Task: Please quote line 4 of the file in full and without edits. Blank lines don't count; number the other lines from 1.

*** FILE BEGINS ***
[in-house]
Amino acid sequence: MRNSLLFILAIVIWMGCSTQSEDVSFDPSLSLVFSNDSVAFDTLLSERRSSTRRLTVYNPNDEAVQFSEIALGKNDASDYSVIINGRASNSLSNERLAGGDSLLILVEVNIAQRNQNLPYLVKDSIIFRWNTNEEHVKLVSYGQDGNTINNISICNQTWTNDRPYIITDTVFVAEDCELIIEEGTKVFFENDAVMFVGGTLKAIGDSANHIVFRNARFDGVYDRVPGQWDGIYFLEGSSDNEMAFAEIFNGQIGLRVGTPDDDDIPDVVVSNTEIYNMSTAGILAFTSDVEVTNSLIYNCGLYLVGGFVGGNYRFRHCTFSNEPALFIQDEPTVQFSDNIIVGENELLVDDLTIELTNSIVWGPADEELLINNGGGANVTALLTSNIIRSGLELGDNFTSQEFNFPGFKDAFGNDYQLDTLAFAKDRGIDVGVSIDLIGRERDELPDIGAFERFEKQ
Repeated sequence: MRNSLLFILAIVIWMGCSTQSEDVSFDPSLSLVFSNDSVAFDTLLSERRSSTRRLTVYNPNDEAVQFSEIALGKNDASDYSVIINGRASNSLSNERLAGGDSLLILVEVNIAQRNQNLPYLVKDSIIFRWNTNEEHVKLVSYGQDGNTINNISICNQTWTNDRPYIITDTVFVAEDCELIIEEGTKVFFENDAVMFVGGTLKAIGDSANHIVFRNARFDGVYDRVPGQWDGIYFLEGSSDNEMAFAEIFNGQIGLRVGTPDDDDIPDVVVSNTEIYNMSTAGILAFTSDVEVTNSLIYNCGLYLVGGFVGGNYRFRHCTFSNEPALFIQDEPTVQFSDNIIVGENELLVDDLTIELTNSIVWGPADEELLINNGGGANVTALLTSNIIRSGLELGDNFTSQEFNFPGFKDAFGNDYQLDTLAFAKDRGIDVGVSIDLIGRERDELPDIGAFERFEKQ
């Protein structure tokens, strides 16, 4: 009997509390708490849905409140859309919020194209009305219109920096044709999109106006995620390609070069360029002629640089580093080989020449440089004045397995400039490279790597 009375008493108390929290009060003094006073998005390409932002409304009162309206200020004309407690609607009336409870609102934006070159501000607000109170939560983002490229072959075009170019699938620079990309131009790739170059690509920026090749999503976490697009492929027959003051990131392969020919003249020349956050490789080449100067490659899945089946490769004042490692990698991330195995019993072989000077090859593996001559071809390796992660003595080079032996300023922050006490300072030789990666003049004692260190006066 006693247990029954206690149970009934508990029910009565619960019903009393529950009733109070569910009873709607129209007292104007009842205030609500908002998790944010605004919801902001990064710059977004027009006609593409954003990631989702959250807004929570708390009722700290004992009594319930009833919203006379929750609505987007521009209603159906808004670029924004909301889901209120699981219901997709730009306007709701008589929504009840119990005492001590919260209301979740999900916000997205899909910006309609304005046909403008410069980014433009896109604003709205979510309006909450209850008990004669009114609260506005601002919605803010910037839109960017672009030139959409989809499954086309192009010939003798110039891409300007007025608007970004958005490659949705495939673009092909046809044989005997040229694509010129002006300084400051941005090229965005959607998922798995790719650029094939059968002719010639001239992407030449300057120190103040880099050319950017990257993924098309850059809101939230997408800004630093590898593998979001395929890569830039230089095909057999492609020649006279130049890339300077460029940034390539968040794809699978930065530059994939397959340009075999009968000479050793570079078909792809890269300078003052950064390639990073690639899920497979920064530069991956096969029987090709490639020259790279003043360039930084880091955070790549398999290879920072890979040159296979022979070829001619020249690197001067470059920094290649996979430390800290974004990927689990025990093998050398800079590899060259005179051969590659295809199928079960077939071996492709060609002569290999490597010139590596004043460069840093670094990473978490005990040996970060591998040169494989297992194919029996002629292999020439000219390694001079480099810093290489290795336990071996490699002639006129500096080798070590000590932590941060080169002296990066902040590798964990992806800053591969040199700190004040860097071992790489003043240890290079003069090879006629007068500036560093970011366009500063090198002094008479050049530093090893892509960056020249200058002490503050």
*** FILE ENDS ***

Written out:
């Protein structure tokens, strides 16, 4: 009997509390708490849905409140859309919020194209009305219109920096044709999109106006995620390609070069360029002629640089580093080989020449440089004045397995400039490279790597 009375008493108390929290009060003094006073998005390409932002409304009162309206200020004309407690609607009336409870609102934006070159501000607000109170939560983002490229072959075009170019699938620079990309131009790739170059690509920026090749999503976490697009492929027959003051990131392969020919003249020349956050490789080449100067490659899945089946490769004042490692990698991330195995019993072989000077090859593996001559071809390796992660003595080079032996300023922050006490300072030789990666003049004692260190006066 006693247990029954206690149970009934508990029910009565619960019903009393529950009733109070569910009873709607129209007292104007009842205030609500908002998790944010605004919801902001990064710059977004027009006609593409954003990631989702959250807004929570708390009722700290004992009594319930009833919203006379929750609505987007521009209603159906808004670029924004909301889901209120699981219901997709730009306007709701008589929504009840119990005492001590919260209301979740999900916000997205899909910006309609304005046909403008410069980014433009896109604003709205979510309006909450209850008990004669009114609260506005601002919605803010910037839109960017672009030139959409989809499954086309192009010939003798110039891409300007007025608007970004958005490659949705495939673009092909046809044989005997040229694509010129002006300084400051941005090229965005959607998922798995790719650029094939059968002719010639001239992407030449300057120190103040880099050319950017990257993924098309850059809101939230997408800004630093590898593998979001395929890569830039230089095909057999492609020649006279130049890339300077460029940034390539968040794809699978930065530059994939397959340009075999009968000479050793570079078909792809890269300078003052950064390639990073690639899920497979920064530069991956096969029987090709490639020259790279003043360039930084880091955070790549398999290879920072890979040159296979022979070829001619020249690197001067470059920094290649996979430390800290974004990927689990025990093998050398800079590899060259005179051969590659295809199928079960077939071996492709060609002569290999490597010139590596004043460069840093670094990473978490005990040996970060591998040169494989297992194919029996002629292999020439000219390694001079480099810093290489290795336990071996490699002639006129500096080798070590000590932590941060080169002296990066902040590798964990992806800053591969040199700190004040860097071992790489003043240890290079003069090879006629007068500036560093970011366009500063090198002094008479050049530093090893892509960056020249200058002490503050």